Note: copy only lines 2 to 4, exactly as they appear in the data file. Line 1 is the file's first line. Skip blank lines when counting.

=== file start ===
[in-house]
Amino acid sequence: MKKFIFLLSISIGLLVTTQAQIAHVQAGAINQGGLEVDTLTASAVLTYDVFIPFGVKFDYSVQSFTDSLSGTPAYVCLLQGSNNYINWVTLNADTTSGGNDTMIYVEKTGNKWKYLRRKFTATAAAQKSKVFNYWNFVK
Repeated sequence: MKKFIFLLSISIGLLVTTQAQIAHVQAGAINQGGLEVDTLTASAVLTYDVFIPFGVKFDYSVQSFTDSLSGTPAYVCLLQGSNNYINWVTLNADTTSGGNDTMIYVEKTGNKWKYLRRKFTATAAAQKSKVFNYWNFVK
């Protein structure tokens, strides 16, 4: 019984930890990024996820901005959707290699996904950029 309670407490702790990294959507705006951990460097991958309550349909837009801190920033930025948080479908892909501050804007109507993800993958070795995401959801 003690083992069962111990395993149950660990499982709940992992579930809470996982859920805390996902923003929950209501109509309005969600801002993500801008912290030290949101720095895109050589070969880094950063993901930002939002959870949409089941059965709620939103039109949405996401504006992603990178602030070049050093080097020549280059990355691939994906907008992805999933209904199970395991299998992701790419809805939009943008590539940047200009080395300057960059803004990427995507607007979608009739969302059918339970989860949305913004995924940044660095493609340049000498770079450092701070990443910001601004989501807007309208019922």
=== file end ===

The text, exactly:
Amino acid sequence: MKKFIFLLSISIGLLVTTQAQIAHVQAGAINQGGLEVDTLTASAVLTYDVFIPFGVKFDYSVQSFTDSLSGTPAYVCLLQGSNNYINWVTLNADTTSGGNDTMIYVEKTGNKWKYLRRKFTATAAAQKSKVFNYWNFVK
Repeated sequence: MKKFIFLLSISIGLLVTTQAQIAHVQAGAINQGGLEVDTLTASAVLTYDVFIPFGVKFDYSVQSFTDSLSGTPAYVCLLQGSNNYINWVTLNADTTSGGNDTMIYVEKTGNKWKYLRRKFTATAAAQKSKVFNYWNFVK
């Protein structure tokens, strides 16, 4: 019984930890990024996820901005959707290699996904950029 309670407490702790990294959507705006951990460097991958309550349909837009801190920033930025948080479908892909501050804007109507993800993958070795995401959801 003690083992069962111990395993149950660990499982709940992992579930809470996982859920805390996902923003929950209501109509309005969600801002993500801008912290030290949101720095895109050589070969880094950063993901930002939002959870949409089941059965709620939103039109949405996401504006992603990178602030070049050093080097020549280059990355691939994906907008992805999933209904199970395991299998992701790419809805939009943008590539940047200009080395300057960059803004990427995507607007979608009739969302059918339970989860949305913004995924940044660095493609340049000498770079450092701070990443910001601004989501807007309208019922």